Legal Protection in Retail Financial Markets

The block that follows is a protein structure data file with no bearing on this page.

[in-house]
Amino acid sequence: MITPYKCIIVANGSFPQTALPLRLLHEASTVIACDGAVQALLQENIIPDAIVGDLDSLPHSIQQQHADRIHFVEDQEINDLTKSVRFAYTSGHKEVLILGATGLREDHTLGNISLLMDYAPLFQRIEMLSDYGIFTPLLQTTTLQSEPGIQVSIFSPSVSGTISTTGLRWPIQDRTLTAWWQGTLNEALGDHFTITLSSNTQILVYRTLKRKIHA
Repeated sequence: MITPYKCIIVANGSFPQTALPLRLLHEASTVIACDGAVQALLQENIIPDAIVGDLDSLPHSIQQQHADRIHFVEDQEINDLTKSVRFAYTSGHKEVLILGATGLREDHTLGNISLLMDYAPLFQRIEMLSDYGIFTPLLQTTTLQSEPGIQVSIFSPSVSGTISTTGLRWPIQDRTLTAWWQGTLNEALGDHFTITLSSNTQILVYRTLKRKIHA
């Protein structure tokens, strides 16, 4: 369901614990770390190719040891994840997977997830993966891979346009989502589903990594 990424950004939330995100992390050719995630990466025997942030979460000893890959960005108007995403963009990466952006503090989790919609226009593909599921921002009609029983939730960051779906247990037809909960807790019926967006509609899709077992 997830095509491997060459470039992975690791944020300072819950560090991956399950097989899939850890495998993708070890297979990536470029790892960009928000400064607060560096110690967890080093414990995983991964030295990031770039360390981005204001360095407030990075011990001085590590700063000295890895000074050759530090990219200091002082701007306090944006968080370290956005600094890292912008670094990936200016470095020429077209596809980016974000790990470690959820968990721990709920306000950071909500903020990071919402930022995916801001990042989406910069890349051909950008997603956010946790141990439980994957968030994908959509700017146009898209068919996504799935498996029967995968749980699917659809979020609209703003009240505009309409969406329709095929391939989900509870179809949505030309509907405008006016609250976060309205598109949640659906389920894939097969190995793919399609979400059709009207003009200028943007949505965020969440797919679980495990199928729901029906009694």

Given the importance of sound advice in retail financial markets and the fact that financial institutions outsource their advice services, what legal rules maximize social welfare in the market? We address this question by posing a theoretical model of retail markets in which a firm and a broker face a bilateral hidden action problem when they service clients in the market. All participants in the market are rational, and prices are set based on consistent beliefs about equilibrium actions of the firm and the broker. We characterize the optimal law within our modeling context, and derive how the legal system splits the blame between parties to the transaction. We also analyze how complexity in assessing clients and conflicts of interest affect the law. Since these markets are large, the implications of the analysis have great welfare import.
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